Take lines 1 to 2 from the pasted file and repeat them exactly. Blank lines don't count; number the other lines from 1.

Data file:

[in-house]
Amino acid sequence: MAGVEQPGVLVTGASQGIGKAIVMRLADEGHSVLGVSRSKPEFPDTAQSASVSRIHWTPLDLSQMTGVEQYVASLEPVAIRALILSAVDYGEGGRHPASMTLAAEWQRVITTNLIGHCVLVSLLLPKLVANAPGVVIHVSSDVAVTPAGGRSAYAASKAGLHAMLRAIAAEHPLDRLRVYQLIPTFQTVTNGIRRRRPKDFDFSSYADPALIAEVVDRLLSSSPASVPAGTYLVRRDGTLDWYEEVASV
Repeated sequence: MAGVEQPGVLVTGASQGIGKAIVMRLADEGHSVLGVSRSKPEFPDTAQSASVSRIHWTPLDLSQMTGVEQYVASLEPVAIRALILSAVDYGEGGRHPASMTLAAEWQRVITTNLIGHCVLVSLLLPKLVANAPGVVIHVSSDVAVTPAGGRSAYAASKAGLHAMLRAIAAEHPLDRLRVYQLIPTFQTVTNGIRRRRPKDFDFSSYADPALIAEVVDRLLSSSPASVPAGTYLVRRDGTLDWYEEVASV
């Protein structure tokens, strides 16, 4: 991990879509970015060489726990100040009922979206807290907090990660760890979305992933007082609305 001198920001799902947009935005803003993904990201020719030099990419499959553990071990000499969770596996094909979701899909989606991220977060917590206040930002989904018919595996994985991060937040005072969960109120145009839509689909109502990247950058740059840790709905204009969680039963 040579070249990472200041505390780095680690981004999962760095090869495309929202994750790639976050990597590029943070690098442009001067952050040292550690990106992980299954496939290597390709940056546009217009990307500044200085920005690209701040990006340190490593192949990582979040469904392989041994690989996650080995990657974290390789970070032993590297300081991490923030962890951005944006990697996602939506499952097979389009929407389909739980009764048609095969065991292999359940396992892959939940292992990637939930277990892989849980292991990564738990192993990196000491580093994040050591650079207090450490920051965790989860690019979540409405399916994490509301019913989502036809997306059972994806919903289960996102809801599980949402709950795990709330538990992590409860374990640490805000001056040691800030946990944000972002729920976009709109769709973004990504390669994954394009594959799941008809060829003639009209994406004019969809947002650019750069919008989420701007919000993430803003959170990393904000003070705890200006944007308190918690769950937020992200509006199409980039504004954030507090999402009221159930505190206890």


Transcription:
[in-house]
Amino acid sequence: MAGVEQPGVLVTGASQGIGKAIVMRLADEGHSVLGVSRSKPEFPDTAQSASVSRIHWTPLDLSQMTGVEQYVASLEPVAIRALILSAVDYGEGGRHPASMTLAAEWQRVITTNLIGHCVLVSLLLPKLVANAPGVVIHVSSDVAVTPAGGRSAYAASKAGLHAMLRAIAAEHPLDRLRVYQLIPTFQTVTNGIRRRRPKDFDFSSYADPALIAEVVDRLLSSSPASVPAGTYLVRRDGTLDWYEEVASV